Restaurants may raise prices to keep up with soaring cost of food
Canadians grown accustomed to paying more for their groceries shouldn’t expect to find cheaper prices in the country’s restaurants.
Quarterly figures from Restaurants Canada suggests that 65 per cent of the country’s eateries report their food budgets are higher than they were at the same time last year.
They say soaring prices for beef, pork and produce are eating into already razor-thin profit margins.
In order to keep up, 54 per cent of restaurants say they’re expecting to raise their menu prices some time in the next six months.
That’s up slightly from the previous quarter when 50 per cent of restaurants responding to the organization’s outlook survey planned to raise their rates.
Spokeswoman Joyce Reynolds says restaurants don’t make such decisions lightly, since price increases are an almost surefire way to keep business away.
“It’s an extremely competitive industry, and they have very price-resistant customers,” Reynolds said in a telephone interview. “When they try to increase their prices, they find that customers aren’t willing to pay them.”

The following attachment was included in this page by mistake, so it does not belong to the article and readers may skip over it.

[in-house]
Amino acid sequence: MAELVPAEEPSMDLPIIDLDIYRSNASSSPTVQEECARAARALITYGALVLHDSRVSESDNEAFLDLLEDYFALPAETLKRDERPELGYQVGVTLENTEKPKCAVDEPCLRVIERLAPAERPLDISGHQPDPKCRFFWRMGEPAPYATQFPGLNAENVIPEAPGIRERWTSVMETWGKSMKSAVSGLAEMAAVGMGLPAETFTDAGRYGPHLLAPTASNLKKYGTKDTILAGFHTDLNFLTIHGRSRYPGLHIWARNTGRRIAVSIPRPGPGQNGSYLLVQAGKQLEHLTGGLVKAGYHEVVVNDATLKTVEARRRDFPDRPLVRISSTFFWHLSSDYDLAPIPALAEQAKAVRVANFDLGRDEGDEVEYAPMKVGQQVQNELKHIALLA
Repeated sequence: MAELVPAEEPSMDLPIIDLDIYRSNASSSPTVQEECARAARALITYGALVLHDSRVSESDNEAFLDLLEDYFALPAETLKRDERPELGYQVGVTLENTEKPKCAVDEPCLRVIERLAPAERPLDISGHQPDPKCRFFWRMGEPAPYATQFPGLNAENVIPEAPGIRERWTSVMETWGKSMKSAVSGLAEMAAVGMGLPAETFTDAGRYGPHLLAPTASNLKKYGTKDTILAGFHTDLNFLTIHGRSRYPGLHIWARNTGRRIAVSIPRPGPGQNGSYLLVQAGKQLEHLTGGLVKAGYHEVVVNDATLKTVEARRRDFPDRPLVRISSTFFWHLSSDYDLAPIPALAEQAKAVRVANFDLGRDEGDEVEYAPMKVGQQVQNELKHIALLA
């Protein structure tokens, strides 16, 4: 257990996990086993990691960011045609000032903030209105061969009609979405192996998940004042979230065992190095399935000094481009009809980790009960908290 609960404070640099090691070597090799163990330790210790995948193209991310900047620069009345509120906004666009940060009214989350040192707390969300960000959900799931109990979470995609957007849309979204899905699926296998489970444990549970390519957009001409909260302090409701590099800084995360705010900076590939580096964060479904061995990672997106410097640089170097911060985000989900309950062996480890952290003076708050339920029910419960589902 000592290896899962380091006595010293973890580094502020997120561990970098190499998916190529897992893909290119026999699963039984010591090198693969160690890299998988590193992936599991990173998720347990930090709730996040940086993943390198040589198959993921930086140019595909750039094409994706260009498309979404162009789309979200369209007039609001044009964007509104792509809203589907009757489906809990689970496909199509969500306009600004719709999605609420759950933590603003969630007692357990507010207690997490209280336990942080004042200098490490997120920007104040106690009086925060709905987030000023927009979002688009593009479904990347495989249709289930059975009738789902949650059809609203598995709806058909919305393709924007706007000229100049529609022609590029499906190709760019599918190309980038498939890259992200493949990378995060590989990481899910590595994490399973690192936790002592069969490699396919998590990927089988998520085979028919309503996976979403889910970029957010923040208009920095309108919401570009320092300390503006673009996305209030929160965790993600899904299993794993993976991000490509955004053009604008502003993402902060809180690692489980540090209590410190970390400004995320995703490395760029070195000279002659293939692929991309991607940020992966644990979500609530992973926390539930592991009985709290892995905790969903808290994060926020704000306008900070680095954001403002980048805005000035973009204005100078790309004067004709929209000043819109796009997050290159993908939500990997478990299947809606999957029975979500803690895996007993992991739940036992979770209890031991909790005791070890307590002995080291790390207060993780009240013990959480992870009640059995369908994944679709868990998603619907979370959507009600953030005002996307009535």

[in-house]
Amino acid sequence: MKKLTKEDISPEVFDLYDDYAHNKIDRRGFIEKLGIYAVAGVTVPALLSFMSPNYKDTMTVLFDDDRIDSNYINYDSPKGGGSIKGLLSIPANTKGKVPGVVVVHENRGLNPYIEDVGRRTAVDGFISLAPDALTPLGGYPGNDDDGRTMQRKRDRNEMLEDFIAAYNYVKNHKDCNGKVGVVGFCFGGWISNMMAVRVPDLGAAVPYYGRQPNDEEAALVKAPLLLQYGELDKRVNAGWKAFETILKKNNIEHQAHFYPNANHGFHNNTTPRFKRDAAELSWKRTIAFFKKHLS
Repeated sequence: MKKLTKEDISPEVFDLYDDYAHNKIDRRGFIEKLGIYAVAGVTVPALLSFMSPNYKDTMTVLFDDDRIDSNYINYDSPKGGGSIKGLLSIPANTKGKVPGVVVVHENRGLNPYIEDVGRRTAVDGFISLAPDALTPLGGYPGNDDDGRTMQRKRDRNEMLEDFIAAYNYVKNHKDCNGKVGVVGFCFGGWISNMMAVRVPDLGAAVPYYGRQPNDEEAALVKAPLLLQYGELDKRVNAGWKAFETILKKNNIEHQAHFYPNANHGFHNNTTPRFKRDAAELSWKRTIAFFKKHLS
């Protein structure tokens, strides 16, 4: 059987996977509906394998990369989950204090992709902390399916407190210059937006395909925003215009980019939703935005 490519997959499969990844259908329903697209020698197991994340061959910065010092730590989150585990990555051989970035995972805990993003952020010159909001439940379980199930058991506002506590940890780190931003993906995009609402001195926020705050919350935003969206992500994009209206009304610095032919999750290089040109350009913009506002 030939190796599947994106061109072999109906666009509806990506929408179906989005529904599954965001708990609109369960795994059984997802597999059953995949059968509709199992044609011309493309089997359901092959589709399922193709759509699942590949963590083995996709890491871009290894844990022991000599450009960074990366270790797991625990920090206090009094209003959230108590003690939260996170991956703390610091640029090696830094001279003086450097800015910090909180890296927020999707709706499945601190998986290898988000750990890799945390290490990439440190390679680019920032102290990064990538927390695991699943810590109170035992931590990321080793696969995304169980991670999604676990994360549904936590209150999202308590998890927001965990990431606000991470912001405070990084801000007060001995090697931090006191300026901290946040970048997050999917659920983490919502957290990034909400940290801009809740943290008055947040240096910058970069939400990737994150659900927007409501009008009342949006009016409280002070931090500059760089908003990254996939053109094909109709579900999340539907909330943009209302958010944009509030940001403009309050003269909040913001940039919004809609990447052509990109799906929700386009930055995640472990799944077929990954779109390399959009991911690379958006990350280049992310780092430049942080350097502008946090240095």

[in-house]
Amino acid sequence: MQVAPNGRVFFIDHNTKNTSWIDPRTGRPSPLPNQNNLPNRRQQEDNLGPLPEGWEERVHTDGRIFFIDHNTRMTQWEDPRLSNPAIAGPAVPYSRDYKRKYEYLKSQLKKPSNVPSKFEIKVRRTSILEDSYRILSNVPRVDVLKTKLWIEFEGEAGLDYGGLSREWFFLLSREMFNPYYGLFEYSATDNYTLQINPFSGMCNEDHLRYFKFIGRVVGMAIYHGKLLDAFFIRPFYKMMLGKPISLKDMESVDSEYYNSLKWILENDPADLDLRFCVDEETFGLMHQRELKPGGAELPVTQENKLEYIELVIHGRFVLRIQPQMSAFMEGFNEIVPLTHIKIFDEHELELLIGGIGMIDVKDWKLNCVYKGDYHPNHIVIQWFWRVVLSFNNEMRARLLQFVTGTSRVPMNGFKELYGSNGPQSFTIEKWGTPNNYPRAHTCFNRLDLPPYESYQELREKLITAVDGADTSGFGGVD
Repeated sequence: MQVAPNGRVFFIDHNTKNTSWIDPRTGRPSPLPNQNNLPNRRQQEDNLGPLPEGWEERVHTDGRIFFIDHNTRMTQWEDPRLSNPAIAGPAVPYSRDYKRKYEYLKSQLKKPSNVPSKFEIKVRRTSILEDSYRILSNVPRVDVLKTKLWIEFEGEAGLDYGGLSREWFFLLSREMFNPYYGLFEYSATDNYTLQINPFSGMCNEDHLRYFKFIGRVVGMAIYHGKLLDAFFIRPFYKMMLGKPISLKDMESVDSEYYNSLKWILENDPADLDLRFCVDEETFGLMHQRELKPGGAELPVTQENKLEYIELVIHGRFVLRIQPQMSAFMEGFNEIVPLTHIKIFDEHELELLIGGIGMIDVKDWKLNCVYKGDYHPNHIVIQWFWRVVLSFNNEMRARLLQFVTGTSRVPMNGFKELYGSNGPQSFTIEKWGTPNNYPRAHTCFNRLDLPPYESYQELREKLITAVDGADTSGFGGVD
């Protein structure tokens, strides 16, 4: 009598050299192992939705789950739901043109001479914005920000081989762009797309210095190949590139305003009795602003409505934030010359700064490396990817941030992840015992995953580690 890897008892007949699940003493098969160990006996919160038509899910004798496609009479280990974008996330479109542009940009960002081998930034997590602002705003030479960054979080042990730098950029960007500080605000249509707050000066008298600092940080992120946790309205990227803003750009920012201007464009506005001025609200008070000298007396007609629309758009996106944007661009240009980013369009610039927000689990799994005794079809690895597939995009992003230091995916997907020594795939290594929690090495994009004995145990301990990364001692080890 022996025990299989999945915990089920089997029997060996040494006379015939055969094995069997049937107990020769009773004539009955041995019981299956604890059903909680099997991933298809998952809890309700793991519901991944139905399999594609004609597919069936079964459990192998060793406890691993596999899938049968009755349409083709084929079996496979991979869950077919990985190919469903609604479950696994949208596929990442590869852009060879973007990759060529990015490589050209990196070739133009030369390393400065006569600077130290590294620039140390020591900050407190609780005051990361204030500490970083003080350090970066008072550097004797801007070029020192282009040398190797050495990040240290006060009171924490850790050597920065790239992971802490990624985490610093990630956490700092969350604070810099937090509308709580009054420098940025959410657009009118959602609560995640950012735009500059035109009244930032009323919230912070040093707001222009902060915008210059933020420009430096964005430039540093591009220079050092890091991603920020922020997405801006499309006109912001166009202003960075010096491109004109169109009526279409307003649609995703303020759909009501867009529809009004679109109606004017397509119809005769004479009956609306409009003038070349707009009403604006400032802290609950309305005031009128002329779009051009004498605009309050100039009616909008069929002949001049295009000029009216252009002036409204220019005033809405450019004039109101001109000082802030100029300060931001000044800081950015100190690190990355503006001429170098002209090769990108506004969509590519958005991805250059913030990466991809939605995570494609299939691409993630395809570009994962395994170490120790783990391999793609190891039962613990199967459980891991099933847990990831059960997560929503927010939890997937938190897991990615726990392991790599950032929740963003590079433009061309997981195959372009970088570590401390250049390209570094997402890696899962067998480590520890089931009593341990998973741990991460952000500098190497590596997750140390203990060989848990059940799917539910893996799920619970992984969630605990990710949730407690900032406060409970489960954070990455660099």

Food prices have been climbing in recent months with the cost of beef causing particular consternation.
According to Statistics Canada data released earlier this month, the price at slaughter for 100 pounds of Alberta
“If we’re still busy and the restaurant’s still full and there’s bums in all the seats, I wouldn’t raise prices. I’d find that really hard to do unless we were losing money.”
beef rose to $192.80 in May. That’s a 36 per cent jump from May 2014 and now stands as the highest price on record.
StatsCan figures also suggest the surge is not limited to domestic meat products.
The May consumer price index found that overall food prices had jumped 3.8 per cent from where they stood a year earlier. The year-over-year spike covered all food products. Meat costs soared 7.9 per cent, vegetable prices surged 5.8 per cent, baked goods climbed 3.0 per cent and fruit was 2.9 per cent more expensive.
StatsCan reported that the price increases had already begun to trickle down to the country’s restaurants, with menu prices rising 2.9 per cent since May 2014. This marked the sharpest increase in four years.
The StatsCan figures tally with the recent experience at Richmond Station, a downtown Toronto restaurant whose menu is designed around local ingredients.
Co-owner Ryan Donovan said food costs have climbed three or four per cent in as many months despite the restaurant’s practice of buying whole animals to save money.